Hey! You should know that Nikon has released a newer version of this product: the Nikon 1 J4.
The Nikon 1 line has always been the more compact of the mirrorless options, but the camera giant is now claiming the smallest interchangeable lens camera on the market with the 2013 introduction of the 1 J3. With a body as tall and wide as a point and shoot, even the depth rivals some bulkier models, coming in at just under 29 mm.
But the Nikon 1 J3 packs quite a bit of punch in its tiny package, particularly when it comes to speed. The tech specs boast a 15 fps continuous burst using tracking focus and a whopping 60 fps without. The feature lists also adds a Slow View option for slowing down the action to take the shot at the perfect moment, plus manual settings for video as well as stills.
Can big performance co-exist with a small body? When put to the test, the Nikon 1 J3 proved it is not only possible, but seriously entertaining.
Nikon 1 J3: Body & Design
The Nikon 1 J3 immediately draws the eye with the sleek yet compact design. The body has the look and feel of a point and shoot with no bulky grips or controls (but also no optical viewfinder). In numbers, the body comes in at 101 mm wide, 60.5 mm tall and just under 29 mm deep.
The kit lens continues the look with a nice texturized grip ring edged in silver. Closed, it adds about another 1 ¾ inches to the body when attached.
The top of the J3 houses a pop-up flash, on/off, shutter release and video record button, as well as the mode dial. Interestingly, Nikon didn't use up all the available space on the mode dial. All of the scene modes and manual modes are under the creative icon and are changed though the function shortcut button or menu, which is somewhat annoying, but manageable.
|The back of the Nikon 1 J3 has a large LCD screen and a two-in-one menu button with control wheel.|
At the back is the LCD screen, which is fairly bright and gets the job done, but like any electronic viewfinder, isn't quite as nice as an optical viewfinder in bright sunlight. A rather intuitive feature is the fact that the menu buttons double as a control wheel; click for the usual settings or twist to adjust options like shutter speed. The double function saves space without sacrificing the control wheels (which DLSR users will appreciate).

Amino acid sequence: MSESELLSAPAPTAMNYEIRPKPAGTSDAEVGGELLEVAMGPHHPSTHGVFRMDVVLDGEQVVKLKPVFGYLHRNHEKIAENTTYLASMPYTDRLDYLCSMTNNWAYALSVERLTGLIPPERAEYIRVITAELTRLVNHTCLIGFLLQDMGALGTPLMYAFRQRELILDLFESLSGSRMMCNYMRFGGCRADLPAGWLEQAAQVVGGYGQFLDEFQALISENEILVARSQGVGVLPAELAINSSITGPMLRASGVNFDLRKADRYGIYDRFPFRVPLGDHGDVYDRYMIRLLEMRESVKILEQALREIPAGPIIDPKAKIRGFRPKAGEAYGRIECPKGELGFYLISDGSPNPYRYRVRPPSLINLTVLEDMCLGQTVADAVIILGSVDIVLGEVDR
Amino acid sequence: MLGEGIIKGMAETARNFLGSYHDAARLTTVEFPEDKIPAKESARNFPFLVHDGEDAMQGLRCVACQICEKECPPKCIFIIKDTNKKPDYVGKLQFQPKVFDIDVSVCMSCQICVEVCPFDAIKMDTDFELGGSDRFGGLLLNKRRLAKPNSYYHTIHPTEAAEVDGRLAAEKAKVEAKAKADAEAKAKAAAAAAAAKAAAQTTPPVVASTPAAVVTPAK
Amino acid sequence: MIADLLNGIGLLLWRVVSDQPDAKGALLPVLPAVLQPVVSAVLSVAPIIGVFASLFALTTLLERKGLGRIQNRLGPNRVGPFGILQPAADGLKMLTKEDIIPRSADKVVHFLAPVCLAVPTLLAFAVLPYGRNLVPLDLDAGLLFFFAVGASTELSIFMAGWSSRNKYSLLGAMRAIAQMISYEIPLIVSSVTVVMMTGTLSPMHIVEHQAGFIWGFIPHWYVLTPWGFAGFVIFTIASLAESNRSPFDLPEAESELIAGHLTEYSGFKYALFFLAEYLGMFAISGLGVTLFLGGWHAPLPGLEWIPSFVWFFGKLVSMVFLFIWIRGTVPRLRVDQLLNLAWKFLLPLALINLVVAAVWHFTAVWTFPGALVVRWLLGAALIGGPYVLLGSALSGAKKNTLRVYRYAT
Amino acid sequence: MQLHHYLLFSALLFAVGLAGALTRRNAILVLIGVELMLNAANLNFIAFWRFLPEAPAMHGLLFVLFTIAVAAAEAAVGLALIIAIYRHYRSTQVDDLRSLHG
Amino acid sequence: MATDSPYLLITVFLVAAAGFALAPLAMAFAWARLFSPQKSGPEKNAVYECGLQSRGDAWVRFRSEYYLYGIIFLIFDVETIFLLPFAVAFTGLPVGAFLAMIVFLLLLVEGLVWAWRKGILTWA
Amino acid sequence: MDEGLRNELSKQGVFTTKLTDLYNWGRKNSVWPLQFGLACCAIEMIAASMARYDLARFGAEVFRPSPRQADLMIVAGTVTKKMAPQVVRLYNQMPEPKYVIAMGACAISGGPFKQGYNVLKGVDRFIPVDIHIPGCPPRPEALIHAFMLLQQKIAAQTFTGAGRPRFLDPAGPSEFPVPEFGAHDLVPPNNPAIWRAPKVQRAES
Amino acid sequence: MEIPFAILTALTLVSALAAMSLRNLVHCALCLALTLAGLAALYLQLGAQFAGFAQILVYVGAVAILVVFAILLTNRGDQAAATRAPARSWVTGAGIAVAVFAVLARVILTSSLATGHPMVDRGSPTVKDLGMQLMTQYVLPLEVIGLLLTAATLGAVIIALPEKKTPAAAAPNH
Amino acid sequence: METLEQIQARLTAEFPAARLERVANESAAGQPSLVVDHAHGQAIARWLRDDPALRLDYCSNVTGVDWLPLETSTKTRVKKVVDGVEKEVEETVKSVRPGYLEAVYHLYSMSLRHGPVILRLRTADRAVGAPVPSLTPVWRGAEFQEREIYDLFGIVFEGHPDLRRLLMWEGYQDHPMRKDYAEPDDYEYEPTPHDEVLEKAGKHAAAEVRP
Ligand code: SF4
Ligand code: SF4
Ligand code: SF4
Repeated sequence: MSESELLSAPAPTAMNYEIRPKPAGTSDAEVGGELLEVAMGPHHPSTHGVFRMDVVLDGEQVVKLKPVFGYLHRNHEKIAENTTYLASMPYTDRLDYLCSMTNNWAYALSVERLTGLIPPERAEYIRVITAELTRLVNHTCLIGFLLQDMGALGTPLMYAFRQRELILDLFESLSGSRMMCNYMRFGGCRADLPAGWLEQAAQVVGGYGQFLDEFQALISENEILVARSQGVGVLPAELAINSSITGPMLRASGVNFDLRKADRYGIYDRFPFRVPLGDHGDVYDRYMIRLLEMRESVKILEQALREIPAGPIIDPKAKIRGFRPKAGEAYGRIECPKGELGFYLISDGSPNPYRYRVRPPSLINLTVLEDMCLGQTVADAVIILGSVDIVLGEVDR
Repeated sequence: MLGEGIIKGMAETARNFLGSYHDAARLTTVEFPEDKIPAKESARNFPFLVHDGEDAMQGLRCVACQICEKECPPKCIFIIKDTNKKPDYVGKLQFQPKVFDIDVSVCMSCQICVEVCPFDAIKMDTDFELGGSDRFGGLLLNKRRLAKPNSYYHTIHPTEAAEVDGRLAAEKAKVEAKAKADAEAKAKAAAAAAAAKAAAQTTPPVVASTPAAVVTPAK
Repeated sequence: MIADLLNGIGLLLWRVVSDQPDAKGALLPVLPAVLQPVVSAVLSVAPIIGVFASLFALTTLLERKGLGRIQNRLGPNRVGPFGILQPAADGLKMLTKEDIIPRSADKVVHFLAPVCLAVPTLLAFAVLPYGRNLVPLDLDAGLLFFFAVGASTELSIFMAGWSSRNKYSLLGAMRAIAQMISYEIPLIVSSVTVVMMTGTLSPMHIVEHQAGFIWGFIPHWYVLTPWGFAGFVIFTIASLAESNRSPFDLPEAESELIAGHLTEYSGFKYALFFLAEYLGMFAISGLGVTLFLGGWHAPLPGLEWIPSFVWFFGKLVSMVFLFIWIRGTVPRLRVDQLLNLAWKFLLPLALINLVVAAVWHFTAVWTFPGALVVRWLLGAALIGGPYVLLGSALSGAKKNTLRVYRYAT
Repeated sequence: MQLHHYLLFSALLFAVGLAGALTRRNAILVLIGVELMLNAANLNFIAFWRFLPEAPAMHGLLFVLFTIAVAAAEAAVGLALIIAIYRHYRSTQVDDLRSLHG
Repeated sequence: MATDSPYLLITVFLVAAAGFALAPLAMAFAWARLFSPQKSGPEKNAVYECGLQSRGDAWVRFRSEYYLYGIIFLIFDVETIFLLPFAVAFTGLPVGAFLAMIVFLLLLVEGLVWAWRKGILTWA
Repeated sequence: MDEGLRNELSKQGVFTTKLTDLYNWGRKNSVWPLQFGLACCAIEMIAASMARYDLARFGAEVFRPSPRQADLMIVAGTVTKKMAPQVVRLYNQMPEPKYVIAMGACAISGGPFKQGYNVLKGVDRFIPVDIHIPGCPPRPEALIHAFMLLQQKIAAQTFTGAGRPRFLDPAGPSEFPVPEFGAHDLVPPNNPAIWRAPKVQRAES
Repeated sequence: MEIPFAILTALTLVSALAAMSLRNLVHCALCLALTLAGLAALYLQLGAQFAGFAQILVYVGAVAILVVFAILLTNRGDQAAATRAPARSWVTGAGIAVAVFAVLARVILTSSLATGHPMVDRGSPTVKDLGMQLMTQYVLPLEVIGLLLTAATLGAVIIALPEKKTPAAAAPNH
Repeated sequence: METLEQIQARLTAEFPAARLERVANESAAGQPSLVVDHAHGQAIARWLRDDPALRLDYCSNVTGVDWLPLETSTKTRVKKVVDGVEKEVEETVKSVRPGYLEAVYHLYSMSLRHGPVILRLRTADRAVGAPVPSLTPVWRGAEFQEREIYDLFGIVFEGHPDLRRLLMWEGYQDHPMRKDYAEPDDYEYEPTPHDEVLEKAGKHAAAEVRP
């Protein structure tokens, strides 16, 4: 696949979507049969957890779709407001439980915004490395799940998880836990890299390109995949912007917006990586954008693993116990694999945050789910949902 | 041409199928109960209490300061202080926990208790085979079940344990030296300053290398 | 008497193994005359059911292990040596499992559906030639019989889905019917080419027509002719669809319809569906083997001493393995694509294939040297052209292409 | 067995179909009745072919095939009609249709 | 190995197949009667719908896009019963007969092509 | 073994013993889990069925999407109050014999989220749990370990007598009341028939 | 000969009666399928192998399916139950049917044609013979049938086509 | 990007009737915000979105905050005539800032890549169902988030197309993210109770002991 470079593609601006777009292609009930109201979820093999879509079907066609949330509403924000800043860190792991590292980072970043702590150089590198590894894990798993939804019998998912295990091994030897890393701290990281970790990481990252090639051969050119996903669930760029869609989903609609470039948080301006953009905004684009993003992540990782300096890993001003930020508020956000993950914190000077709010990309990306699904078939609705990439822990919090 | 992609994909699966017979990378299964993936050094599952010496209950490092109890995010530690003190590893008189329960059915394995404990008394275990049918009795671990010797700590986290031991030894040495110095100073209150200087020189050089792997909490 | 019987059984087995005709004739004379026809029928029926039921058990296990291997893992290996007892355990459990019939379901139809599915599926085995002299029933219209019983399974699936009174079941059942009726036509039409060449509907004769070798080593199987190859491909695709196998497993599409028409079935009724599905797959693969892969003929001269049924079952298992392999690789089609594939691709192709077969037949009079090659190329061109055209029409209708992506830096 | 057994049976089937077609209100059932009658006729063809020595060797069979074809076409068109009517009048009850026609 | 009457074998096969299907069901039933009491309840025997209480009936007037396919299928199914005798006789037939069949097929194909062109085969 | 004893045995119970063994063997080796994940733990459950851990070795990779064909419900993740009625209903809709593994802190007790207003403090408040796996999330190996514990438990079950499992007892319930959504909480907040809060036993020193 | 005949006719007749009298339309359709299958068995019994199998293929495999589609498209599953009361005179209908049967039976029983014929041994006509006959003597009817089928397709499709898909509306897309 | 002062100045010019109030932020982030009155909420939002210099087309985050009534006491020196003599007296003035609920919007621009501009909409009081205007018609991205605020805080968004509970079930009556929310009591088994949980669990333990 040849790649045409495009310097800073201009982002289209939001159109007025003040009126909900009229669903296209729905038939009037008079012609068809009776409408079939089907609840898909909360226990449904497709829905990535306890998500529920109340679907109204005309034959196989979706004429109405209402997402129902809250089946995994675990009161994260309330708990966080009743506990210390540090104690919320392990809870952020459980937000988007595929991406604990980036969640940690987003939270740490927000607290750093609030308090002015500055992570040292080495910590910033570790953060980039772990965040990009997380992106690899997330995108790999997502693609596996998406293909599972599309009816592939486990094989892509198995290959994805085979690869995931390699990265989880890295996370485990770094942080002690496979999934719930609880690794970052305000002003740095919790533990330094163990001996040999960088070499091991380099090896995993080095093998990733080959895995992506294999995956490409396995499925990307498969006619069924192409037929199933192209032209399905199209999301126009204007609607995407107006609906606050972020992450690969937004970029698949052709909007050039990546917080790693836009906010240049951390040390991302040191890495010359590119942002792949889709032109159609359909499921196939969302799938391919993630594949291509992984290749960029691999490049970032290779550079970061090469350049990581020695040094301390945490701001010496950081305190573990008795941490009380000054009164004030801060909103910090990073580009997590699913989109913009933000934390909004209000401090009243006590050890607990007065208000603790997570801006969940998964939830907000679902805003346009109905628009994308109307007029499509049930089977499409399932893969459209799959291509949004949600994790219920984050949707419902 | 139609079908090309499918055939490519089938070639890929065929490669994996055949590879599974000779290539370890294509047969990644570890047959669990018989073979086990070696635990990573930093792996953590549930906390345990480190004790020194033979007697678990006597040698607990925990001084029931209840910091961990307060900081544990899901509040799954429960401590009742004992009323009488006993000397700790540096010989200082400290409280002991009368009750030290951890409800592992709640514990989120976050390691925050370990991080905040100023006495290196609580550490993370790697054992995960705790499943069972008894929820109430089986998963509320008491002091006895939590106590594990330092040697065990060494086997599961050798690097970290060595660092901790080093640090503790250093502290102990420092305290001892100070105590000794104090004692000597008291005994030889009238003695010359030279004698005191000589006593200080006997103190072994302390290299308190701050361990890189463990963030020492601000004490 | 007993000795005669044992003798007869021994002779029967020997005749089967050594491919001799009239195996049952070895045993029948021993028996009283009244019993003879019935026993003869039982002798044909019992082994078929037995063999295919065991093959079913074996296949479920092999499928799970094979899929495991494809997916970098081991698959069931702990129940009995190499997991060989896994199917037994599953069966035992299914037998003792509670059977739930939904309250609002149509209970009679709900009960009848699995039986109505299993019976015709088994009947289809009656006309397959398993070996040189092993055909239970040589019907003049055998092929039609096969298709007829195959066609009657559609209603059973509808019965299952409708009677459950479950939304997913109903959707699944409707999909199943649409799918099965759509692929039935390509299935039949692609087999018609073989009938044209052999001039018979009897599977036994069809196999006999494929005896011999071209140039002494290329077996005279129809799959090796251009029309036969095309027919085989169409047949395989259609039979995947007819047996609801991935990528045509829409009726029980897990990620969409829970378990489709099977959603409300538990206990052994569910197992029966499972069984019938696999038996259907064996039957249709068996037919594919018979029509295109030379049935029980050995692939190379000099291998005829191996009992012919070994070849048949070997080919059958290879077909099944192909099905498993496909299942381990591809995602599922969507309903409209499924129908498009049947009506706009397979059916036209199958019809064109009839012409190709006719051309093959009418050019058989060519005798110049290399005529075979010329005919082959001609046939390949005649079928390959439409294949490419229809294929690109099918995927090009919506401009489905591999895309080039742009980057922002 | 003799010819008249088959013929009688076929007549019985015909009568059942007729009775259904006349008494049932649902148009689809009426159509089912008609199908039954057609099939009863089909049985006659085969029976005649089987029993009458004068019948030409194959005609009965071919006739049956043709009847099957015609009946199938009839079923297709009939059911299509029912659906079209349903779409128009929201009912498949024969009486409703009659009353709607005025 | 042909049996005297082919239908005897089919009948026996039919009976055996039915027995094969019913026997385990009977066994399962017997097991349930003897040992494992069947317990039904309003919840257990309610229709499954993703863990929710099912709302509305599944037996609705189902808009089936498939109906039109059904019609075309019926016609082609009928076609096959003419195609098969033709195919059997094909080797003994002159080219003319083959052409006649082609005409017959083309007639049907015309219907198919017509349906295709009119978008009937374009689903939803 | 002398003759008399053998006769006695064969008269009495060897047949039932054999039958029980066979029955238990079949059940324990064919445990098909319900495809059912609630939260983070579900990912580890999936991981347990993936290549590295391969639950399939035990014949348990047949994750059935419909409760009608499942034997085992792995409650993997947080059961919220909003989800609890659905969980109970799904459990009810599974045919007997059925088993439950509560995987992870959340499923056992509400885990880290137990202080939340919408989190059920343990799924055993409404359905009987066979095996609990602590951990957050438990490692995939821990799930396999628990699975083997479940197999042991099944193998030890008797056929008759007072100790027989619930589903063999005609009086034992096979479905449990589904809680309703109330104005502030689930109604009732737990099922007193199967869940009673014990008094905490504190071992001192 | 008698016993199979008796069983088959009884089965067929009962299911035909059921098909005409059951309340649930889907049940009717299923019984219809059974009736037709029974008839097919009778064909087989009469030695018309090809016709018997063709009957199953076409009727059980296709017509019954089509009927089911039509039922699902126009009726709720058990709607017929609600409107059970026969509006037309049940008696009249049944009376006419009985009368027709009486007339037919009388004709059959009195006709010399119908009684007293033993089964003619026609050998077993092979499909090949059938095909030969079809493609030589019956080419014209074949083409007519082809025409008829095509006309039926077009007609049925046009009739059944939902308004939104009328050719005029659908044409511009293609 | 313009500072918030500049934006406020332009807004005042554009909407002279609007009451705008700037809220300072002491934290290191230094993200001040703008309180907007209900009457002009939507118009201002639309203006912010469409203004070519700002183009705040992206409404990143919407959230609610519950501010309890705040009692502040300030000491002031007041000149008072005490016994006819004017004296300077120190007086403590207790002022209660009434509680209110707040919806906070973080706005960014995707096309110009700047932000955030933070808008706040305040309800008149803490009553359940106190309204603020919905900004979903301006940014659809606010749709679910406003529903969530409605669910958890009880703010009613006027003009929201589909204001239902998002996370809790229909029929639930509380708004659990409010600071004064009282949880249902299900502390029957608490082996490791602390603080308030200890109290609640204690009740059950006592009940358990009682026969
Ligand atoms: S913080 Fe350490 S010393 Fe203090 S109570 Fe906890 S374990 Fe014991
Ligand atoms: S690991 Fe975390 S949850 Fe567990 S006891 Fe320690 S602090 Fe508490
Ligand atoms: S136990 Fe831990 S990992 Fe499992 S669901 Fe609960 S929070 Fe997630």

Many of the functions on the 1 J3 aren't where Nikon users would typically expect them, so there's a bit of an adjustment even to users familiar with the brand. The mode dial doesn't have all the available options, additional modes are found in the menu or function button shortcut. ISO adjustments are not in a shooting menu, but under image processing.
But, the most used shortcuts are in their usual spot, including burst mode, flash mode and exposure. All the remaining options are in one of six subcategories in the menu, which is well organized and easy to look through.
Nikon 1 J3: User Experience & Performance
|The 15 fps burst speed on the Nikon 1 J3 is excellent for taking a series of action shots.|
The first thing that consumers will notice right out of the box about the Nikon 1 J3 is the size—but the second thing users will notice after powering it up is the speed. The 1 J3 burst mode hits 15 fps with all the usual function and resolution—that's three times the burst rate of most entry-level DSLRs. Don't need tracking autofocus? The 1 J3 can hit up to 60 fps.
Burst capture isn't the only thing that's snappy on the 1 J3 either. Start-up is relatively quick, about three seconds, though the lens has to be unlocked first (which saves quite a bit of space when storing). There's little lag in the autofocus. RAW shooters will appreciate the recording speed—in fact, we didn't notice a difference between normal JPEG and RAW + JPEG processing speeds. The burst modes are available in RAW as well, though it doesn't take as many images at once.